John K. Galbraith tells the economic history of a couple of economies (mostly UK, US and to a lesser extent Germany) from the end of the first world war until the Bretton Woods conference. He also provides a biography of John M. Keynes and outlines some central ideas of Keynes such as the possibility of an underemployment equilibrium. Galbraith complements the historical remarks by the biographical experiences he made in economic management (and in engaging with Keynes) serving as deputy head of the Office for Price administration during the second world war.
The Inflation Surge of 2021-22: Scarcity of Goods and Commodities, Strong Labor Markets and Anchored Infl ation Expectations
Why did inflation lift of in 2022? Are there differences between the US and the Eurozone and if so, what are they?
The author discusses the various dimensions of the recent hike in inflation in the context of the United States and policy dilemmas around high inflation GDP decline and unemployment Servaas Storm Institute for New Economic Thinking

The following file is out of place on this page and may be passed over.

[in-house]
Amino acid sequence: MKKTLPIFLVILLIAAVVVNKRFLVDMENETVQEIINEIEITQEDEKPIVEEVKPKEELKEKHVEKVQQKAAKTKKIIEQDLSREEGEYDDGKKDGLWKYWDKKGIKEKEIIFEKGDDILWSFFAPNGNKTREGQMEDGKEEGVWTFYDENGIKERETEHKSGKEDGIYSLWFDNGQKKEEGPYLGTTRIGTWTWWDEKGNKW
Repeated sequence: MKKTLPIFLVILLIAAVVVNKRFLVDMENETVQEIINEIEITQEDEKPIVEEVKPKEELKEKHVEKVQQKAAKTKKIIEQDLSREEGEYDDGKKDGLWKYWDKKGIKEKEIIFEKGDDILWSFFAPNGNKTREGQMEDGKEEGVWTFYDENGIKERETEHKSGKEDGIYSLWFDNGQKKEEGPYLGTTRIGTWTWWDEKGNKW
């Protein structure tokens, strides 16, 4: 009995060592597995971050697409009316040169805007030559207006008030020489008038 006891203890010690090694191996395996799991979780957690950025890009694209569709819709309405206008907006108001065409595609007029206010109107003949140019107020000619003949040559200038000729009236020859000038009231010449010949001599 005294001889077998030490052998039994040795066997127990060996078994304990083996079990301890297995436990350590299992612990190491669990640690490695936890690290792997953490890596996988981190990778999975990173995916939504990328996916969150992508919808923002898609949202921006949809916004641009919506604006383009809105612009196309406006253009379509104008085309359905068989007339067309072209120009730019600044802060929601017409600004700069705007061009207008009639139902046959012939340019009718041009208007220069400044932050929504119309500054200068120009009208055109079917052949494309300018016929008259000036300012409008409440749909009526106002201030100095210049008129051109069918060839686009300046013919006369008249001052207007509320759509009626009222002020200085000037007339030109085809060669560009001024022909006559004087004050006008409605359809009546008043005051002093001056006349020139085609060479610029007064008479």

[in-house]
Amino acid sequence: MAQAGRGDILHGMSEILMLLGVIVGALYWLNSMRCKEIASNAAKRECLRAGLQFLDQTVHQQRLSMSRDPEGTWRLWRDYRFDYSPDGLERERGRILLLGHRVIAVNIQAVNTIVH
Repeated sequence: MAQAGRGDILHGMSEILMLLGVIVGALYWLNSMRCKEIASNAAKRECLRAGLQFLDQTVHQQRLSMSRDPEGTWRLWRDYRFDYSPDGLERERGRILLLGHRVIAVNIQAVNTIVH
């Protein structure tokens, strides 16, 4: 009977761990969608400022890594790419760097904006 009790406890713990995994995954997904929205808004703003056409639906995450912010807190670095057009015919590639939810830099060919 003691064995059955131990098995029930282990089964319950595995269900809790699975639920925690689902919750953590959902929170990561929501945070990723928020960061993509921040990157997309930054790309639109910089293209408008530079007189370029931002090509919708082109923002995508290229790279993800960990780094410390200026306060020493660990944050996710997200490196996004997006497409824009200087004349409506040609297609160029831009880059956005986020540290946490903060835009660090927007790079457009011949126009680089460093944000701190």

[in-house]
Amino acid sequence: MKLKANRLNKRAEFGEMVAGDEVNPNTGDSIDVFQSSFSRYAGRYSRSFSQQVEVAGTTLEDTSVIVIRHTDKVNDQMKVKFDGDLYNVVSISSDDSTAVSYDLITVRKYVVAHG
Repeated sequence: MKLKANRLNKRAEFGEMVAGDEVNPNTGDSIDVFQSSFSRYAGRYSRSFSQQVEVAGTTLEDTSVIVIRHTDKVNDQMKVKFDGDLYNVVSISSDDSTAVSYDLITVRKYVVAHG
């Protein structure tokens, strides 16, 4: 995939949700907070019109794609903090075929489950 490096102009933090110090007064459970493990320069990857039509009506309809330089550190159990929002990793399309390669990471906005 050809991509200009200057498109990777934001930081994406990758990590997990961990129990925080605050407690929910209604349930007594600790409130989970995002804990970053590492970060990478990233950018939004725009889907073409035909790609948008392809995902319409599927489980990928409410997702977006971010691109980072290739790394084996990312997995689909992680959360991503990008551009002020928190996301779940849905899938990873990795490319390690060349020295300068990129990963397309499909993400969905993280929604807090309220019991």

From the perspective of mainstream theory the effectiveness of monetary policy in bringing down inflation depends on two very important equations the aggregate demand equation and the infamous Phillips Curve Without these it becomes more difficult or rather impossible for central banks to carry out monetary policy and obtain the …
Mainstream inflation theories in economics do little to explain the recent acceleration in price increases. The associated economic policy recommendations further increase the misery of low-income groups.